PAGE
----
Twenty-five-year-old Joel Vassell has been in custody since being arrested on Dec. 11, 2019, and charged with the first-degree murder of his mother, Yvonne Bachelor-Vassell.
On Jan. 5, Madam Justice Maureen Forestell found Vassell not criminally responsible for his mother’s death after a short trial at the Superior Court of Ontario, calling it a “difficult case.”
It was on Dec. 11 at around 9:30 p.m. when some residents who live on Stallion Place in Etobicoke called 911 to report a house fire.
According to an agreed statement of facts read out in court, at around the same time firefighters arrived at Yvonne Bachelor-Vassell’s townhouse and found the badly burned body of a woman Vassell called 911 from Etobicoke General Hospital admitting he had lit the house on fire with his mother inside.
When police arrived at the hospital, Vassell had burns on his hands and officers smelled gasoline. He told a crisis worker that his mother had mentally abused him and starved him for years and that only a mother possessed by the devil could be the cause of such neglect. He told the worker that he set the house on fire to free her soul and admitted he had not taken his medication for two days.
An autopsy found Bachelor-Vassell had been stabbed to death
According to transcripts obtained by Global News, Crown attorney Anna Leggett told the court at the time of the homicide, Vassell was living in Richmond Hill on his own in a small apartment under the auspices of the Ontario Shores outpatient program.
“This is after having been found not criminally responsible with the respect to the stabbing of his mother and grandmother several years earlier,” she said.
In June 2015, Vassel was found not criminally responsible for those offences and the matter was transferred to the Ontario Review Board (ORB). In October 2019, the ORB granted Vassell community living privileges. He attended Ontario Shores Centre for Mental Health Sciences monthly and met with his psychiatrist and workers followed up with him about once a week. He also provided urine samples for monitoring on a monthly basis.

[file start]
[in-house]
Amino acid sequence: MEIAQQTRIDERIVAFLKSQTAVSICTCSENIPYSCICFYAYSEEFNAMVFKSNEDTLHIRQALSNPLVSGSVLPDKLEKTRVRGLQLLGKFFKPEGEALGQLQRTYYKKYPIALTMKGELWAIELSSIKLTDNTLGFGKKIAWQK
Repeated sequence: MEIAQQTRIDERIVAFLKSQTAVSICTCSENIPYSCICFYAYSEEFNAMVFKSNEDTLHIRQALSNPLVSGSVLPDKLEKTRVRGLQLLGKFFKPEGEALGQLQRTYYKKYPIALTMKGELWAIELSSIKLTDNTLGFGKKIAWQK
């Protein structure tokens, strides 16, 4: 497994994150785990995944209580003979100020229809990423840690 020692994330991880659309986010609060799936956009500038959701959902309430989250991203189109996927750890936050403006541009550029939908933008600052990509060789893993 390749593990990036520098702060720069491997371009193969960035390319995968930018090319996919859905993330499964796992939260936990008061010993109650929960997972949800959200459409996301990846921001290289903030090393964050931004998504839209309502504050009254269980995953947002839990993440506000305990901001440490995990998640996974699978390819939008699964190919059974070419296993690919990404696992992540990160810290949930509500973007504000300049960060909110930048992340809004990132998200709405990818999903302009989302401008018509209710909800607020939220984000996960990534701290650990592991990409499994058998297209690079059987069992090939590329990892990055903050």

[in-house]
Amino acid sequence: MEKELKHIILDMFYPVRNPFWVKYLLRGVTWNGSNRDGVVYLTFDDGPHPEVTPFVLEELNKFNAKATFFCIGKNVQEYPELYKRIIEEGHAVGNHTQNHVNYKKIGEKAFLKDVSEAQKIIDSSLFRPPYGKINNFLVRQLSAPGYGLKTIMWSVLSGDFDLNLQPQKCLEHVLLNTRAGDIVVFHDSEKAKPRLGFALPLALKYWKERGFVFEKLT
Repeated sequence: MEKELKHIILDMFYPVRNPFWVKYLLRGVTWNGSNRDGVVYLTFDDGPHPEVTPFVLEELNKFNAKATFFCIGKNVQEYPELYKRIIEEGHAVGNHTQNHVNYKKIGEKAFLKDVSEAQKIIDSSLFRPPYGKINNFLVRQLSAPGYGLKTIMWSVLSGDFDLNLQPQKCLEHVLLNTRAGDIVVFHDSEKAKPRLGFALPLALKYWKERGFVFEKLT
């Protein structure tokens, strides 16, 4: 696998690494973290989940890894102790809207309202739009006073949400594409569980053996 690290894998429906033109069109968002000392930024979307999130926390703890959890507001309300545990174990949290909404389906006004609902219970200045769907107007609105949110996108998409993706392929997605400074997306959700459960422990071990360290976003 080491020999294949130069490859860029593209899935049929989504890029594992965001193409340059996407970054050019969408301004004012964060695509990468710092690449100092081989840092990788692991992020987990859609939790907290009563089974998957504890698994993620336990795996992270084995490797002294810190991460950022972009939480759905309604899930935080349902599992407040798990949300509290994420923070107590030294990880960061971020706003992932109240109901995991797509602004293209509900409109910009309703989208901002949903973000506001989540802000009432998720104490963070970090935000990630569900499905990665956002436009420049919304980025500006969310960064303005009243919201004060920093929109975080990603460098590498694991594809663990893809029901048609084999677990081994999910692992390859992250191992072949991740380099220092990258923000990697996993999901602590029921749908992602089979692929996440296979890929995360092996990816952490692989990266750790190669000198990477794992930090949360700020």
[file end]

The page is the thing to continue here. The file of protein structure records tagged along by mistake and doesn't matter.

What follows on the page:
According to the agreed statement of facts, in the early morning hours of Dec. 10, 2019, just a day prior to killing his mother, Vassell called the crisis hotline at Ontario Shores Centre for Mental Health Sciences where he was an outpatient and asked to be admitted to the hospital. He said he thought he had been poisoned and said he was experiencing paranoid thoughts and delusions. Vassell had a follow-up assessment later that morning with his treating psychiatrist but was not admitted to the hospital.
Dr. Jonathan Gray, a forensic psychiatrist who assessed Joel Vassell, testified that there is evidence that Vassell was suffering from a mental disorder, schizophrenia, at the time that he killed his mother. He also found the symptoms of his mental illness deprived him of the capacity to make a rational choice with respect to the wrongfulness of his actions.
In her decision, Forestell said she was satisfied on the balance of probabilities that Vassell was not criminally responsible verdict at the time of his mother’s murder.
“Mr. Vassell believed that he was justified in what he did and that any person in his position would have acted in the same way. His delusions caused him to believe that his life was in danger and his mother was controlling him. He felt that the only way to preserve his life was to kill his mother,” she wrote.
“This is a very tragic case. Ms. Bachelor, from the accounts before me, was a caring person and mother. Mr. Vassell has tragically killed the person who most supported him.”
Joel Vassell is now back under the jurisdiction of the Ontario Review Board.
Priscilla de Villiers, a spokesperson for the victims advocacy group CAVEAT, told Global News that there needs to be a reexamination of the safeguards and the conditions that are put in place when it comes to releasing patients who are found not criminally responsible for violent crimes.
“When you have somebody who is in such danger to the public, the family and themselves, surely there should be red flags, there should be immediate support. This poor person, I feel for him. He’s killed his mother, this is a terrible thing and he asked for help,” she said, adding she hopes a coroner’s inquest will be called into the case to examine what went wrong.
“There needs to personal accountability, hospital accountability, et cetera, but at the end of the day what we really want is that there are changes made in the system as a whole.”
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